The onset of the Korean War created the need for warships that had been decommissioned at the end of World War II to return to duty, and one of those ships was USS William Seiverling, recommissioned on December 27, 1950. On its way to Korea the ship made stops at Pearl Harbor, Midway, and Sasedo. At first USS Seiverling took part in patrols along the Taiwan Strait but moved on to the Korean' war zone in July. It conducted bombardment missions near Songjin and patrolled the coast as part of the UN blockading force. In September the ship helped blockade Wonsan harbor. During this blockade the ship was hit three times by shore batteries and had to return to Sasebo for repairs until it returned to the US on November 22, 1951. For the majority of 1952 USS Seiverling patrolled the California coast. It was not until November 16, 1952 that USS Seiverling was again part of the blockade of Wonsan harbor. While in the area the ship was part of three more tours of duty around Korea returning to the US on June 9, 1954. After an overhaul and some training duties were completed USS Seiverling returned to Korea to participate in a landing exercise at Sokcho Ri. USS Seiverling had a few more tours of duty around Japan and Korea over the next several years. Preparations for decommissioning started June 1957 and the ship was officially decommissioned by the end of September 1957. It was not until December 1972 that USS Seiverling was struck from the Navy list and the ship was sold for scrap on September 20, 1973.
"William Seiverling (DE-411)." Naval History and Heritage Command, United States Navy, 2 Nov. 2015, https://www.history.navy.mil/research/histories/ship-histories/danfs/w/william-seiverling.html. Accessed 5 September 2018.
The photo album is from an unknown sailor serving on board the USS William Seiverling (DE-441) during its 1951 tour of duty. The album cover is made out of painted wood but is missing the front cover. The binding is leather tied together with cord. The pages are sturdy black cardboard with some gold gilt edging still remaining. Some of the photos are missing throughout the album, but most that remain have captions in the margins that include dates and short descriptions. There are a total of 157 black and white photos with sizes ranging from three and a half by two and a half inches to five and three fourths by four inches. Along with the photos there are eight color postcards from Yokosuka Japan, three color photos, one large aerial photo of USS Seiverling, one holiday greetings postal telegraph from James P. Somerville and family to Jay Fox, and ten colored flyers/stickers/coupons from destinations where USS Seiverling stopped.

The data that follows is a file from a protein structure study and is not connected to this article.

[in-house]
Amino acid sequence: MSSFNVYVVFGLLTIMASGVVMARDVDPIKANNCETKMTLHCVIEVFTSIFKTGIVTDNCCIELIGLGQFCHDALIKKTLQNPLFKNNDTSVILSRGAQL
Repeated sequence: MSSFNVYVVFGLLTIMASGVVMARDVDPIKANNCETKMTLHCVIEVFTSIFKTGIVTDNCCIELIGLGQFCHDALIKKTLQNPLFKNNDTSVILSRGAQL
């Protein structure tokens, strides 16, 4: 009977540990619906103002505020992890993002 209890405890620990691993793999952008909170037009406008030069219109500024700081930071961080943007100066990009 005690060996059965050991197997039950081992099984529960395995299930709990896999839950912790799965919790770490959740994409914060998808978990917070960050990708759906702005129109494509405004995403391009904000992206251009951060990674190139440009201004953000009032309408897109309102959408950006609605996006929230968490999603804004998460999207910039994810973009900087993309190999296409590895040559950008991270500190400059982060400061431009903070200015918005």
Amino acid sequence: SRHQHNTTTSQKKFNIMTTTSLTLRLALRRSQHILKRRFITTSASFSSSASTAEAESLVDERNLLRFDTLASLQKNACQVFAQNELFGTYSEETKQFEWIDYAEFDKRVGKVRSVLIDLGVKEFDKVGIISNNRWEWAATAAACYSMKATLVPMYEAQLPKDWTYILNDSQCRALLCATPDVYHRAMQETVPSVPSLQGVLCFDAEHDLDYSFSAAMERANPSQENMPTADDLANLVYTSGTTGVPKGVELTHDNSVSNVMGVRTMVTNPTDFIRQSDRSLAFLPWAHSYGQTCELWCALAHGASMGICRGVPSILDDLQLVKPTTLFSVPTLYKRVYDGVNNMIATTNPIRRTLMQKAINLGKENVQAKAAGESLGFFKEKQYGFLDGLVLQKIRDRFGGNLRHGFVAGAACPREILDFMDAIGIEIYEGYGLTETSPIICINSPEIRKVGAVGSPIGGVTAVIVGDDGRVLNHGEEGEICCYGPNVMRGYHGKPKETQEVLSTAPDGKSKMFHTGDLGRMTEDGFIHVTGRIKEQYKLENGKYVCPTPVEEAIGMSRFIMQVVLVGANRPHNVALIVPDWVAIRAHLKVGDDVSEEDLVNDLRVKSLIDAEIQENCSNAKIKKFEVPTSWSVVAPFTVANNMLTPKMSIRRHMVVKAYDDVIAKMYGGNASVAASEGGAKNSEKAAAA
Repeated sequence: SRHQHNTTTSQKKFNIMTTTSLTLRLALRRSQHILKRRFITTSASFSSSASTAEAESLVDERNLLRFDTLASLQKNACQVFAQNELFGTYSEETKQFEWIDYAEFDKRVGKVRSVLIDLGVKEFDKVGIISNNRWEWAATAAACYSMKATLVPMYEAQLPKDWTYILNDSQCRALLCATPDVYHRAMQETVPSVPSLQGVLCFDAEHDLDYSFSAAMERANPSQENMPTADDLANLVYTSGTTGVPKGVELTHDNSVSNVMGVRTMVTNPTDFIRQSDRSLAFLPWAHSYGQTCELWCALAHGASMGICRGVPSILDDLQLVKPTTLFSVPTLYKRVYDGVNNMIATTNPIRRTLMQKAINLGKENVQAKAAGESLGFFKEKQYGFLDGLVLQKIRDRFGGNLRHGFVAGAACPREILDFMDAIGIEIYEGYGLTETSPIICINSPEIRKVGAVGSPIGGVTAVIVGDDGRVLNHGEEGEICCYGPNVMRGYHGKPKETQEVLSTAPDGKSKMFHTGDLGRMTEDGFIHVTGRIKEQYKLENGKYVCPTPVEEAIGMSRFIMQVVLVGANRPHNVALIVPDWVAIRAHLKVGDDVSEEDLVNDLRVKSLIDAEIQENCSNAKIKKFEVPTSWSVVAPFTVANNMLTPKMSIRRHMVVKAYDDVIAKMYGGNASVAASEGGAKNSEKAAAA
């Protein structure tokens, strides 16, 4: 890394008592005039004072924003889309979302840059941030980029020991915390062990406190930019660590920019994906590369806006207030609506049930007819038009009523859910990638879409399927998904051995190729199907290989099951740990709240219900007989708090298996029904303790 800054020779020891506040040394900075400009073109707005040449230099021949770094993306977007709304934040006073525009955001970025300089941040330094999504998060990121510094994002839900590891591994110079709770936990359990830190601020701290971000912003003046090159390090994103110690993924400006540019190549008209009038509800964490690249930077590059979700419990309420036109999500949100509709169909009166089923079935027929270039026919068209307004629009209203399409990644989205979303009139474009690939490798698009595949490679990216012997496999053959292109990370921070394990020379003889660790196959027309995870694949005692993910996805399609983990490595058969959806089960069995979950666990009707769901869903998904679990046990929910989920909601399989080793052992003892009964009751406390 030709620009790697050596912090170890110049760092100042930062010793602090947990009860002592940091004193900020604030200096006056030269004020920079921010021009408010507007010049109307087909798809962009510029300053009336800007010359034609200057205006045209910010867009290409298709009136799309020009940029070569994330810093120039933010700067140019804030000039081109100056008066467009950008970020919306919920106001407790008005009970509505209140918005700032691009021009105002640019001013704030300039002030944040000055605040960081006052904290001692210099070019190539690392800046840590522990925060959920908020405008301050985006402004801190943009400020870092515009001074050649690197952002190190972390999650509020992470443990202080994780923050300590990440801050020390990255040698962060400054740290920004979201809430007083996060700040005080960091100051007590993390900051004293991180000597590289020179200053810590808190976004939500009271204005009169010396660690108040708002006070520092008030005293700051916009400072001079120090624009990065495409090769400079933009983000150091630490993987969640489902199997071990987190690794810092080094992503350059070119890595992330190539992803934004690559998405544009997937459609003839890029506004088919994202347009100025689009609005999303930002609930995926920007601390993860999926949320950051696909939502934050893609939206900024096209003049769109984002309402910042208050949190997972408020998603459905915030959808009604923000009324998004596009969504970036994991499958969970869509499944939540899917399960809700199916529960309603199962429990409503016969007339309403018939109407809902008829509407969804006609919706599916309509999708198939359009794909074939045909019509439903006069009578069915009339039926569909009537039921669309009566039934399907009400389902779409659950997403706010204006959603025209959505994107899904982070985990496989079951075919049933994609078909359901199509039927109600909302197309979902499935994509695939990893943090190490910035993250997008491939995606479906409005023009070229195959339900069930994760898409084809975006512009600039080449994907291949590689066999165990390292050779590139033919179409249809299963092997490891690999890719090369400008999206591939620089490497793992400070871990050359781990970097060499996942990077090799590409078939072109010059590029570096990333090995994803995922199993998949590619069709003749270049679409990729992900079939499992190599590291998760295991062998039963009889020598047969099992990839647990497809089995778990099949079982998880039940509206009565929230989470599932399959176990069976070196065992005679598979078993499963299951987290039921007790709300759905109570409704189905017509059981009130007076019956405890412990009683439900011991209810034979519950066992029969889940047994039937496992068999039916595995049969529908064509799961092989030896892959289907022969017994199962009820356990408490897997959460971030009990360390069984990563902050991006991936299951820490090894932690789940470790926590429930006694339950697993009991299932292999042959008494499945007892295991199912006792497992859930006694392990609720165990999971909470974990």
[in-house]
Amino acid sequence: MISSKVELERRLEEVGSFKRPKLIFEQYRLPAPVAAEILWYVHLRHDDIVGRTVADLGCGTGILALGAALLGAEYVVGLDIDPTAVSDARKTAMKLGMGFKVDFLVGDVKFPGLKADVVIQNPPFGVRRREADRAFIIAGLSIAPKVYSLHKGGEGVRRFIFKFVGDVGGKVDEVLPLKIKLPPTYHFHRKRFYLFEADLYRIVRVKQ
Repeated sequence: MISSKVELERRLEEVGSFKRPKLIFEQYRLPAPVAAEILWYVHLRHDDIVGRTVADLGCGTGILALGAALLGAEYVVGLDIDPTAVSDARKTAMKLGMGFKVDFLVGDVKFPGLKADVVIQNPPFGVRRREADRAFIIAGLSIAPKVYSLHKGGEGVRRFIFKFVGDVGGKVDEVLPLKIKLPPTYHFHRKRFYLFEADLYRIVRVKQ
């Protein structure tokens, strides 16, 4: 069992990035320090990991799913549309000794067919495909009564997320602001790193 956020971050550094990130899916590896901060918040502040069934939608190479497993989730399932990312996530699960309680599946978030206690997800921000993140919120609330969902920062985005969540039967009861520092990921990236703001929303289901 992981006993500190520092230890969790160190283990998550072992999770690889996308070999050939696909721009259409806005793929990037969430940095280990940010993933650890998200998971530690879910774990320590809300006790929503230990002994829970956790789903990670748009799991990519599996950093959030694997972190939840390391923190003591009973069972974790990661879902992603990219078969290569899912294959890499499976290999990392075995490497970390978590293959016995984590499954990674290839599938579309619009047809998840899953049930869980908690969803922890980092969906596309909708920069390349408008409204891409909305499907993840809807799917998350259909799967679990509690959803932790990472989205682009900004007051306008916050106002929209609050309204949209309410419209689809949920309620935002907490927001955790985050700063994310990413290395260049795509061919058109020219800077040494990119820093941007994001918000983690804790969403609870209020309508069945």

The photos in the album include photos of sailors aboard USS Seiverling as well as locals at some of the stops the ship made on the way to Korea. There are also photos of leisure activities both on and off the ship including acrobats entertaining the crew. Some photos show practice maneuvers of USS Seiverling and other ships as well as battle operations of US Navy ships, including shore bombardment. There are also some photos of Korean war prisoners being transported to USS Seiverling. Various parts of the ship are shown in many of the photos.
Purchased with state funds from Between the Covers.
Processing completed September 5, 2018, by Timothy A. Smith.
Literary rights to specific documents are retained by the authors or their descendants in accordance with U.S. copyright law.